In general, Moldova needs to implement policies that would broaden the tax base and enhance tax administration. This would allow the country to raise higher revenues for growth-enhancing and social expenditures. Until now the tax authorities made an effort to align tax administration operations with good practice. However, sustaining the tax administration reform and modernization effort in Moldova also depend on the urgency with which the fundamentals are addressed. The key objectives would be to lower taxpayer compliance costs and, at the same time, increase compliance rates. Ease of registration, filing, as well as accuracy in declarations and timely payments should be the anchors of the modernization effort. Furthermore, the reform effort cannot achieve the desired depth and intended objectives until legal amendments to unify the tax service in Moldova are implemented (thus addressing the fragmentation of the local and state tax administration).

IMF technical assistance missions have recommended: rationalizing CIT and PIT exemptions, updating the real estate valuations for tax purposes, improving tax compliance (for instance, through enhancing the performance of the large tax payer office, efforts to reduce underreporting on income), and strengthening the efficiency of revenue administration (including through a unification of the tax service). In addition, standardizing the CIT rates and eliminating tax discounts could provide additional revenues. In fact, the literature suggests that government policies like enhancing product and labor market efficiency, strengthening governance and macroeconomic stability are more important in attracting investments than tax incentives.

The VAT administration system (including refunds) is working reasonably well. For example, the VAT refund system that has received much criticism seems to be providing refunds within the prescribed 45 days. However, some sectors, which have significant exemptions and diversification of VAT rates, are actually draining funds from the treasury on a net basis. Therefore, a further review of the VAT framework is needed in order to stop any such drain of resources.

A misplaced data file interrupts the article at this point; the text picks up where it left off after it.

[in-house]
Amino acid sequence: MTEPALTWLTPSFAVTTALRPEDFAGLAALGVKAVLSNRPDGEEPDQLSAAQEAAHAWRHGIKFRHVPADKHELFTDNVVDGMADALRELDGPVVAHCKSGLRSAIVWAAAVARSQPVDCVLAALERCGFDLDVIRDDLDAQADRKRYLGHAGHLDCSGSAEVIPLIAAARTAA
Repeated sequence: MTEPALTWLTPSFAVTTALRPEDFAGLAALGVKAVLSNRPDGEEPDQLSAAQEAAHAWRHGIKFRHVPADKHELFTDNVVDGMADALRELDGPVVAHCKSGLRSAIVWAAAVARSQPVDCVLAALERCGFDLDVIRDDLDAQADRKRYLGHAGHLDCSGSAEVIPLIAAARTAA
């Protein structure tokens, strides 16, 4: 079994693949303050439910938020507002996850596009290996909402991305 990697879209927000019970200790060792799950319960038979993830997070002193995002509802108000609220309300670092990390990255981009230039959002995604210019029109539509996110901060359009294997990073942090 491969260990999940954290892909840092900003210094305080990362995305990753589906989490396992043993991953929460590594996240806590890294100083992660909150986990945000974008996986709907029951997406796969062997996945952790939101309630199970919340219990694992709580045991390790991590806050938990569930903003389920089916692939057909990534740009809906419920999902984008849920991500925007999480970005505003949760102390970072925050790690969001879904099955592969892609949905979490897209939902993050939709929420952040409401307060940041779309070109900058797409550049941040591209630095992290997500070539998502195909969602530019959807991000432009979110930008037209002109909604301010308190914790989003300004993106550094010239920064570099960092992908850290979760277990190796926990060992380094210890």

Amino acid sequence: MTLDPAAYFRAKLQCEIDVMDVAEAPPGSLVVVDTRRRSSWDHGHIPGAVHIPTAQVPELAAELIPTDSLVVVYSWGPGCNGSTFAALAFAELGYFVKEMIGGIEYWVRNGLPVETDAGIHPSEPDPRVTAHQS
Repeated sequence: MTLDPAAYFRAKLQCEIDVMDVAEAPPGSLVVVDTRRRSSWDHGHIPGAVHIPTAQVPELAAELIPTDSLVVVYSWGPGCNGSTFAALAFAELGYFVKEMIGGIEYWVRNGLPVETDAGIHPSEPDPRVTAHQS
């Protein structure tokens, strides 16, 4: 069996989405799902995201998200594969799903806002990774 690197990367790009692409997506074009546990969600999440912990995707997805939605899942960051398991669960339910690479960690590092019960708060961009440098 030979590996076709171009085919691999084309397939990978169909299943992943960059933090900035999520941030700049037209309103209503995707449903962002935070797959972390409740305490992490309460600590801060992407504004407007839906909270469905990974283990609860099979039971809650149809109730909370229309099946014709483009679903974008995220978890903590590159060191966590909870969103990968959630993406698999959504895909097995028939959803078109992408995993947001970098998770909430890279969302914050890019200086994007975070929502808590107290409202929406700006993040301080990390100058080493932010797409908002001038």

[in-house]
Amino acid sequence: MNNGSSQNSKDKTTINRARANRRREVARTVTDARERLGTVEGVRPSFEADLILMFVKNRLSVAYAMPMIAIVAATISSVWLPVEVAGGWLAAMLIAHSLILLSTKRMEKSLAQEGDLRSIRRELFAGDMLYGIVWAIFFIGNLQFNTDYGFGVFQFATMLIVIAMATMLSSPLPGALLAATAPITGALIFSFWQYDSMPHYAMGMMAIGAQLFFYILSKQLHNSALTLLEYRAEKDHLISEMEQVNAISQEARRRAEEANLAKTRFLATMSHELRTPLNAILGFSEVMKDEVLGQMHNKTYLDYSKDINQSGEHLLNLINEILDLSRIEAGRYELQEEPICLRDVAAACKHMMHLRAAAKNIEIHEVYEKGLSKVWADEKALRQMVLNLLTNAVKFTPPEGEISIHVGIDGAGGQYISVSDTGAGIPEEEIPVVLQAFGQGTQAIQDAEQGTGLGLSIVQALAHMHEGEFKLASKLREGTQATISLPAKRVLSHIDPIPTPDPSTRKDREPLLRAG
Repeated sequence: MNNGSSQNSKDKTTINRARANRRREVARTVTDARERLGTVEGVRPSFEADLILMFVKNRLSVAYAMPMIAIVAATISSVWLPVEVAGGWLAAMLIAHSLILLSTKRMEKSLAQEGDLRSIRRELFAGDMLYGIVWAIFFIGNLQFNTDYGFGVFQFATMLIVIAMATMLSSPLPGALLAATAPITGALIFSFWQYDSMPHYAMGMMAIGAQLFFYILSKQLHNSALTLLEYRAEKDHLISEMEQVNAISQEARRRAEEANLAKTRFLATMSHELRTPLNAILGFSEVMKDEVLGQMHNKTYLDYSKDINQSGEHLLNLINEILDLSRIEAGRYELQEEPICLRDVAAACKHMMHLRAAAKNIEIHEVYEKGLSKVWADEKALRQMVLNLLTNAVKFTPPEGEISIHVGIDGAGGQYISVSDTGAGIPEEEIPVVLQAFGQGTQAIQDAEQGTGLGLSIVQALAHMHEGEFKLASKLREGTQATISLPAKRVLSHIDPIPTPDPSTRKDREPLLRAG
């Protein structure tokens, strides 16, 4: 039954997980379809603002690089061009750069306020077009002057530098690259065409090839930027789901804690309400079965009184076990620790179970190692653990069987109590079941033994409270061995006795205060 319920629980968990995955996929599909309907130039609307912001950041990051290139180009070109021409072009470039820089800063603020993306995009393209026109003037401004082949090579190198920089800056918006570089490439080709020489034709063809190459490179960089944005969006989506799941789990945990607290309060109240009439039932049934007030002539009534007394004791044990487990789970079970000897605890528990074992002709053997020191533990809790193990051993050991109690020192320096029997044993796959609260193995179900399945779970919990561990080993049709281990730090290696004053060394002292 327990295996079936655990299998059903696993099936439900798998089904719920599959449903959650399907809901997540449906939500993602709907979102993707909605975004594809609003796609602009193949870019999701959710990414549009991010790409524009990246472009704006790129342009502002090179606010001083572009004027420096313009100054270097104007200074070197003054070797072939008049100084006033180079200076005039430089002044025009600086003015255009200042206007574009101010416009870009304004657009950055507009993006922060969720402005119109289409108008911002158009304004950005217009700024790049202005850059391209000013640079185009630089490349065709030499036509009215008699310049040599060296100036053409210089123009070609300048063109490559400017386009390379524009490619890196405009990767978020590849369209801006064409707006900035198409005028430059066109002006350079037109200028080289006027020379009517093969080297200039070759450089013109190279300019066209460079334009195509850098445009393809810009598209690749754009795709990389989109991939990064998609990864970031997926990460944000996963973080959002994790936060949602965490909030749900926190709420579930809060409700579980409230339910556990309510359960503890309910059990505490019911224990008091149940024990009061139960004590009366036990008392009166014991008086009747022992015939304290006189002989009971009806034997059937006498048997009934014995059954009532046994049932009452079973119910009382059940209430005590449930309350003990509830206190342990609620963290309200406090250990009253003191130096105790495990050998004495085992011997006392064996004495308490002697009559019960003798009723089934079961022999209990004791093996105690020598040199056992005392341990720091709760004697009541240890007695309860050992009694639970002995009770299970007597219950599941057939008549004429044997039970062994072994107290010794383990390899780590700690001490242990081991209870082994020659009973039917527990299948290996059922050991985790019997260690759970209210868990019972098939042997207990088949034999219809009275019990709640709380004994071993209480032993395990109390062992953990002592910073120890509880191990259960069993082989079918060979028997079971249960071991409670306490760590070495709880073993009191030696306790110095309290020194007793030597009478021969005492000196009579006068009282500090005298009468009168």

12.         What is IMF’s forecast of macroeconomic indicators for 2016-2017? Speaking about the macroeconomic outlook, are you more on an optimistic side, or more pessimistic?

Real GDP in 2015 contracted by 0.5 percent, driven by the decline in agriculture on the supply side, and by weaker private consumption and investments on the demand side. We were a bit surprised that the difficult situation in the banking sector didn’t have a more profound negative effect on growth last year – this is something that needs to be better understood. The near term outlook remains difficult. Moldovan economic growth is highly vulnerable, it is affected by external shocks from trading partners and global developments, and by domestic shocks, such as episodes of political volatility, as well as weather/climate related shocks. The slow economic recovery will be influenced by lingering effects of the last year’s drought, seconded by weak recuperation of domestic demand given the slow recovery of remittances, weak capital expenditures and financing constraints across the economy. The recent rather rapid decline in inflation may reflect weak domestic demand – while data is not yet available, it is likely that we are still seeing a contraction in output in the first half of 2016.

13.         What are your views about assigning central securities depository functions to the NBM? Why should NBM deal with this?